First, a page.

Glenn Flickinger speaks with author David Chrisinger, who walked in Ernie Pyle’s footsteps and wrote about what he discovered.

David talks about the legacy of Ernie Pyle, a renowned war correspondent during World War II. David’s book The Soldier’s Truth captures Pyle’s journey from North Africa to Paris and Okinawa, highlighting his ability to humanize soldiers and convey the harsh realities of war to the American public.

Ernie Pyle’s experiences in Paris after its liberation showcase the chaos and joy of the city’s newfound freedom. Despite challenges like the absence of electricity in their hotel room, Pyle and his companions relish the beauty of the city. The video underscores the pivotal moment when Germany counterattacked after the liberation of Paris, causing war-weariness among the Allies and prompting Ernest Hemingway to cease reporting. Hemingway, viewed as the voice of American soldiers, played a crucial role in shaping public perception.

The impact of Ernie Pyle on the public’s perception of war was profound, with Pyle giving soldiers their “15 minutes of fame” and becoming a trusted translator, spokesperson, and humanizer of the war effort. Pyle’s approach to discussing difficult truths gradually prepared the public, fostering a better understanding of the conflict.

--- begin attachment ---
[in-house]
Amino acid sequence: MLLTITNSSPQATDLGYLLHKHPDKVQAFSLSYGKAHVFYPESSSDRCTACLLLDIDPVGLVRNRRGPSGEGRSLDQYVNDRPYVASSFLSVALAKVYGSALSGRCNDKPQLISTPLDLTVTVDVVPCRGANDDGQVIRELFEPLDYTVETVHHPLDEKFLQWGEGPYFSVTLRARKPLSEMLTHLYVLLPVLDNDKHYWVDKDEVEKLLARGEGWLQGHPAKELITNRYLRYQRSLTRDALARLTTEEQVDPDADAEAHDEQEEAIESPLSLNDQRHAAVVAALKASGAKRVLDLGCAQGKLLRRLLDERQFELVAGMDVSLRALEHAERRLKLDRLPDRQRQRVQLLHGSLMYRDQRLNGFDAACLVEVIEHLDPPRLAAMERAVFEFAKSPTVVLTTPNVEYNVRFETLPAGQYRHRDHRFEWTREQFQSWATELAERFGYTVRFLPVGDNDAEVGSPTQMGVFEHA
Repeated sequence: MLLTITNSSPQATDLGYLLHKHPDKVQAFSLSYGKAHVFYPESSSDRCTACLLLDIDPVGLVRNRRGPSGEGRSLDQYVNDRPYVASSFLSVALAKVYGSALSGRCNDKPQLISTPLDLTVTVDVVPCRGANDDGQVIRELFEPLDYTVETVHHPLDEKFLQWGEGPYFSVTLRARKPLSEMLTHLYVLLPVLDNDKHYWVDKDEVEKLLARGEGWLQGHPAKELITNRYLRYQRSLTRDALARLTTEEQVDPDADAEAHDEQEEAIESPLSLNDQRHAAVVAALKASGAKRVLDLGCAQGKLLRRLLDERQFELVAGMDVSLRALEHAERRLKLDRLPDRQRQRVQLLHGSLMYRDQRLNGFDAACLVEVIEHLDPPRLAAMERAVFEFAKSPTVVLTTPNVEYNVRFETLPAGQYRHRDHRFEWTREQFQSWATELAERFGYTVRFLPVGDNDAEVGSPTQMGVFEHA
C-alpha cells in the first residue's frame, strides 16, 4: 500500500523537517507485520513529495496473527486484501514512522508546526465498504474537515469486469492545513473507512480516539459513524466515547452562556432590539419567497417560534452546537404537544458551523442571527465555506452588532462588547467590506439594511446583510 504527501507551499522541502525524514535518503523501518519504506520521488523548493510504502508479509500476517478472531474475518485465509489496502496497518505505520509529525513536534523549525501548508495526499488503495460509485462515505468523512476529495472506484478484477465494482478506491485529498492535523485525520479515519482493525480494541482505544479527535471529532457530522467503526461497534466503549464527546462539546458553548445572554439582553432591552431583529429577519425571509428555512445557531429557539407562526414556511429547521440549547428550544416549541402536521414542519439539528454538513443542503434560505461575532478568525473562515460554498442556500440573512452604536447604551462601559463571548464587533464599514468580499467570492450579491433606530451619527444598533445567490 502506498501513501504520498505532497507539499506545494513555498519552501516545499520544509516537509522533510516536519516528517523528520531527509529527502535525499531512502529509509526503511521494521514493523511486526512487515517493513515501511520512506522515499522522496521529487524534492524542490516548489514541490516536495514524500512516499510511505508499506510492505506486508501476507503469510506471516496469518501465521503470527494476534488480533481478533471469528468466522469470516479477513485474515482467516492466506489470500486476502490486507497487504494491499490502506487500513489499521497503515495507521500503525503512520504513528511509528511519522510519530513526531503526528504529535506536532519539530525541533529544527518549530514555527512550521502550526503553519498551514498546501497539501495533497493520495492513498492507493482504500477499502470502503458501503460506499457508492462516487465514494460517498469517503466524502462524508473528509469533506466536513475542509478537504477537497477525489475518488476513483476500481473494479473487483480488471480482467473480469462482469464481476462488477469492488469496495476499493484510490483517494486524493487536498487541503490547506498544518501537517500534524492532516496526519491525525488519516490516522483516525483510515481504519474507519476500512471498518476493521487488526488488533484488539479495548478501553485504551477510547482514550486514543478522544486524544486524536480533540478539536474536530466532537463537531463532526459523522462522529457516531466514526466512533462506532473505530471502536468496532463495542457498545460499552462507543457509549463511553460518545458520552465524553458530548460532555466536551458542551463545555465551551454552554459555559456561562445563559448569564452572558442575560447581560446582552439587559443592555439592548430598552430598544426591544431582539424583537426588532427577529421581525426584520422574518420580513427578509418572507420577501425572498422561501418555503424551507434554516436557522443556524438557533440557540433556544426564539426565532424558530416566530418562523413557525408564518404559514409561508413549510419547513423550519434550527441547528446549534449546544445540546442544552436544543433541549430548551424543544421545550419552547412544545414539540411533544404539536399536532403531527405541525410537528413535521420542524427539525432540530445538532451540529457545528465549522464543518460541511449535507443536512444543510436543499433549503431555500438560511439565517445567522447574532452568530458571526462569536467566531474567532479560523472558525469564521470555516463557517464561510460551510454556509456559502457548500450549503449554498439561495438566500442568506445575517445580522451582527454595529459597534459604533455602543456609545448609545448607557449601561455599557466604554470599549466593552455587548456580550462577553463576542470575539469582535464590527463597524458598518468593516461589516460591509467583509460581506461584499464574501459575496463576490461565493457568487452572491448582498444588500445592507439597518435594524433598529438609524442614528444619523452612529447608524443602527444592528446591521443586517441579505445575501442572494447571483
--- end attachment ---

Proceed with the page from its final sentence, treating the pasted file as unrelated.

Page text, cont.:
David discusses Pyle’s career evolution, from a reporter to an aviation columnist and finally a war correspondent. Pyle’s unconventional appearance did not hinder his popularity, with President Franklin D. Roosevelt’s endorsement boosting his readership to 14 million. The book sheds light on the psychology and moral impact of war on Pyle, from initial fascination to combat exhaustion and a fatalistic worldview.

Ernie Pyle’s personal struggles, including dealing with his mentally ill wife, add depth to the narrative. Pyle’s discomfort with fame and his decision to cover the Pacific theater, culminating in the Okinawa invasion, further shape the narrative. The book explores the controversy surrounding the death of Ernest Hemingway on Okinawa, suggesting its potential impact on the war’s conclusion if Hemingway had been present to document the soldiers’ return.

David talks about the bridging role of Pyle’s writing between war veterans and the general public. He expresses gratitude for the shared experiences of those connected to Ernie Pyle, emphasizing the book’s significance in preserving the truth and human experiences of war.

The Veterans Breakfast Club’s Veterans Day VET-A-THON is a 12-hour online program bringing veterans from around the nation together to share their stories of service with the public. You’ll hear from veterans from every walk of life and branch of service, from World War II to the present. Guest hosts from across the globe will help share Veterans’ stories, military history, GI humor, Armed Forces trivia, and information for veteran and military families.